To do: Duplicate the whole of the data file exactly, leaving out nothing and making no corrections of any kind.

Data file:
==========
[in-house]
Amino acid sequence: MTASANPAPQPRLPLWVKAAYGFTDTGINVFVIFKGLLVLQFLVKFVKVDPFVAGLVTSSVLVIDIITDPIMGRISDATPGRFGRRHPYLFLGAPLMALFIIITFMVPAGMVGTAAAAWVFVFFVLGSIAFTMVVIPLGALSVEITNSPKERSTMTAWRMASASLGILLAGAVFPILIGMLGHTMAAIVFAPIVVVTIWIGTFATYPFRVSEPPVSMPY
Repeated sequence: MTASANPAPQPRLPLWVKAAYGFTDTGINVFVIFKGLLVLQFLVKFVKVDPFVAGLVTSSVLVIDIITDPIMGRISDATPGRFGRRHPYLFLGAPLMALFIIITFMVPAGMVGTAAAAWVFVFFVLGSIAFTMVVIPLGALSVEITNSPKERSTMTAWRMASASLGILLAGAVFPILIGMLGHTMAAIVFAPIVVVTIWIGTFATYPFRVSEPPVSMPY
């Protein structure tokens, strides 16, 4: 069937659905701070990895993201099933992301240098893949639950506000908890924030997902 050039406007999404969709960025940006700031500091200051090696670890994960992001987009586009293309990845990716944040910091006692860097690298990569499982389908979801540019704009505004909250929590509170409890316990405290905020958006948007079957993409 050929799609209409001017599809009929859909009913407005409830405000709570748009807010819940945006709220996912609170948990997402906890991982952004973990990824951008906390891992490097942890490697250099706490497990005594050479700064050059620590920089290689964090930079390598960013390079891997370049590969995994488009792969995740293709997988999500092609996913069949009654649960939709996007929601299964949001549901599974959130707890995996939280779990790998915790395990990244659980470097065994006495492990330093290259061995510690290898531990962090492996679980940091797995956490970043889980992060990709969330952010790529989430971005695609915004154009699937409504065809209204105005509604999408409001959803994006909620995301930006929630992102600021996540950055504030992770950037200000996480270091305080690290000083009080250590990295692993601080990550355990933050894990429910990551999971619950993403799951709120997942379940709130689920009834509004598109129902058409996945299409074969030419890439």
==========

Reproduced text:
[in-house]
Amino acid sequence: MTASANPAPQPRLPLWVKAAYGFTDTGINVFVIFKGLLVLQFLVKFVKVDPFVAGLVTSSVLVIDIITDPIMGRISDATPGRFGRRHPYLFLGAPLMALFIIITFMVPAGMVGTAAAAWVFVFFVLGSIAFTMVVIPLGALSVEITNSPKERSTMTAWRMASASLGILLAGAVFPILIGMLGHTMAAIVFAPIVVVTIWIGTFATYPFRVSEPPVSMPY
Repeated sequence: MTASANPAPQPRLPLWVKAAYGFTDTGINVFVIFKGLLVLQFLVKFVKVDPFVAGLVTSSVLVIDIITDPIMGRISDATPGRFGRRHPYLFLGAPLMALFIIITFMVPAGMVGTAAAAWVFVFFVLGSIAFTMVVIPLGALSVEITNSPKERSTMTAWRMASASLGILLAGAVFPILIGMLGHTMAAIVFAPIVVVTIWIGTFATYPFRVSEPPVSMPY
């Protein structure tokens, strides 16, 4: 069937659905701070990895993201099933992301240098893949639950506000908890924030997902 050039406007999404969709960025940006700031500091200051090696670890994960992001987009586009293309990845990716944040910091006692860097690298990569499982389908979801540019704009505004909250929590509170409890316990405290905020958006948007079957993409 050929799609209409001017599809009929859909009913407005409830405000709570748009807010819940945006709220996912609170948990997402906890991982952004973990990824951008906390891992490097942890490697250099706490497990005594050479700064050059620590920089290689964090930079390598960013390079891997370049590969995994488009792969995740293709997988999500092609996913069949009654649960939709996007929601299964949001549901599974959130707890995996939280779990790998915790395990990244659980470097065994006495492990330093290259061995510690290898531990962090492996679980940091797995956490970043889980992060990709969330952010790529989430971005695609915004154009699937409504065809209204105005509604999408409001959803994006909620995301930006929630992102600021996540950055504030992770950037200000996480270091305080690290000083009080250590990295692993601080990550355990933050894990429910990551999971619950993403799951709120997942379940709130689920009834509004598109129902058409996945299409074969030419890439």